Grounds: About five acres with a pool, tennis court, and half-acre lawn surrounded by trees. The house is adjacent to the controversial “Starship Enterprise” house, a 30,000-square-foot “giga-mansion” that developer Mohamed Hadid is building, to the distress of his neighbors. Laurie sued Hadid for damaging one of her eucalyptus trees during construction. Other neighbors, including actress Jennifer Aniston, also have complained about the project.

Water use: Between 2.3 million and 4.6 million gallons of water per year.

A lawyer for Laurie didn’t respond to an email and phone calls.

Bellagio Road mansion

Owners: Robert Daly, former chair of both Warner Brothers and the Los Angeles Dodgers, and songwriter Carole Bayer Sager (“That’s What Friends are For”), winner of both a Grammy and an Academy Award.

House: A Georgian-style mansion with 11 bedrooms, eight baths and 11,600 square feet of interior space, according to Zillow; it has a 500-foot-long driveway and views of both the city and the Pacific Ocean. In 1998, at the height of the Monica Lewinsky scandal, President Bill Clinton attended a fundraiser at the house, and singer Barbra Streisand gave a “passionate defense” of the embattled president, the San Francisco Chronicle reported.

Grounds: The house is on a heavily wooded, four-acre hilltop with a pool shaped like a half-moon. A central lawn covers about half an acre.

Water use: Between 2.1 million and 4.2 million gallons per year.

In an interview, Daly said he pays close attention to water use, which he estimated at about 4 million gallons per year. “I have been a responsible person,” he said. “I can’t help the fact that I own a lot of property.”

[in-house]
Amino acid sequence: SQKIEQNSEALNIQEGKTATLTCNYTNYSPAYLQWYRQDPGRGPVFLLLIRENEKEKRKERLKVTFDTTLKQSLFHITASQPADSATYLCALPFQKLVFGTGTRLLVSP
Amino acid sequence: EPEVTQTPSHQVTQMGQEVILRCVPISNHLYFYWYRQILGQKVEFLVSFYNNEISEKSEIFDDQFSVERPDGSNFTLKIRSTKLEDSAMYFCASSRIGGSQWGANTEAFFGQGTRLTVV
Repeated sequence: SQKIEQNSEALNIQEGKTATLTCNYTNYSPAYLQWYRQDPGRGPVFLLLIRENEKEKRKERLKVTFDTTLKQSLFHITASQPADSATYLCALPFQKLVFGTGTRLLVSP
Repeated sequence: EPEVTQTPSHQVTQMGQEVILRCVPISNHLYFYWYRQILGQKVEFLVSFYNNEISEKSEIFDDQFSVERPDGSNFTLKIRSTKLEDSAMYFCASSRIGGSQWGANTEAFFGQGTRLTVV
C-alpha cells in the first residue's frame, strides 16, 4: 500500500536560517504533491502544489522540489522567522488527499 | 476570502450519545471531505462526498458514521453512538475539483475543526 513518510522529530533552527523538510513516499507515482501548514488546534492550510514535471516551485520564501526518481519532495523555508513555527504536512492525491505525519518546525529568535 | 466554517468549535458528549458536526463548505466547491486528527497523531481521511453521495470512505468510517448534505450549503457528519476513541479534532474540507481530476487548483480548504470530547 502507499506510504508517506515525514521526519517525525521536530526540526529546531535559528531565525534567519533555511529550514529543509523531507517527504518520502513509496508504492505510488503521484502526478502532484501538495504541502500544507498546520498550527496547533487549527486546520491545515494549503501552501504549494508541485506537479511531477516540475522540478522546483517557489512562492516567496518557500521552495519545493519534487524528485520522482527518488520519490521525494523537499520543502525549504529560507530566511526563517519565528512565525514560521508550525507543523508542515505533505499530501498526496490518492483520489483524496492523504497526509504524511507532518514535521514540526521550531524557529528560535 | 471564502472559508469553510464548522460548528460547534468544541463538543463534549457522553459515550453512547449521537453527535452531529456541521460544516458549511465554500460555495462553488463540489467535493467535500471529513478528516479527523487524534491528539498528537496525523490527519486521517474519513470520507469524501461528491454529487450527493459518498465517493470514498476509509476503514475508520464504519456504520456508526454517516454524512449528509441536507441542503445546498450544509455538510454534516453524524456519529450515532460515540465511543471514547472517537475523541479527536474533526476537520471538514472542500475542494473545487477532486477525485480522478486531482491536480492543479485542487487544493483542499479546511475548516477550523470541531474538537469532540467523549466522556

As the drought worsened, Daly said he has replaced lawns with artificial turf and pebbles. Since 2014, he said, his usage has dropped 35 percent.

Bel Air Road mega-mansion

Owner: A corporation associated with entrepreneur Beny Alagem, a founder of Packard Bell computers and owner of the Beverly Hilton. Alagem is building a new hotel, the Beverly Hills Waldorf Astoria, next door to the Beverly Hilton.

House: The 45,000-square-foot mansion, designed by famed architect Robert A.M. Stern and built in 2006, is the 49th-largest house in the U.S., according to the World Heritage Encyclopedia.

Grounds: About three acres with three fountains, an oval swimming pool, formal gardens, and a lawn measuring nearly half an acre.

Water use: Between 2 million and 4 million gallons per year.

Alagem’s spokesperson said he is stepping up his conservation efforts. “We take your report very seriously,” she said in a phone interview.

North Carolwood Drive compound

Owners: Soap opera producer Bradley Bell and Colleen Bell, Democratic Party fund-raiser and U.S. ambassador to Hungary. Bradley Bell is executive producer of The Bold and the Beautiful, perhaps the world’s most popular daytime TV drama. Colleen Bell is a former TV producer who raised $600,000 for President Obama’s reelection campaign, records show. Obama attended a 2012 fundraiser at their home and later named Colleen Bell ambassador to Hungary. Republicans opposed the nomination, saying she had little knowledge of Hungary.

House: The 10-bedroom Spanish Colonial Revival mansion was featured on the cover of the 2008 book The Legendary Estates of Beverly Hills. Built in 1926 for a silent film actor, it was the home of rock star Rod Stewart in the 1980s.

Grounds: The five-acre hilltop property incorporates the former estate of actor Gregory Peck, although Peck’s home has been razed. The compound features a tree-lined lawn, palm trees, formal gardens and what Architectural Digest called “the estate’s pièce de résistance”: an artificial waterfall that in three sections cascades down a steep hillside.

Water use: Landscaping would need between 2 million and 3.9 million gallons of water per year, according to estimates. The estimate doesn’t account for the waterfall.

Through a spokesperson, Bradley Bell declined to comment.

How and why we did it

Despite a wet winter that eased the five-year drought, California still faces the prospect of water shortages. That’s why the issue of excessive residential water use is important.

“Outdoor use of drinking water can be one of the most wasteful practices there is,” said Tracy Quinn, policy analyst at the Natural Resources Defense Council. There’s no good reason for allowing homeowners to pump unlimited amounts, she said.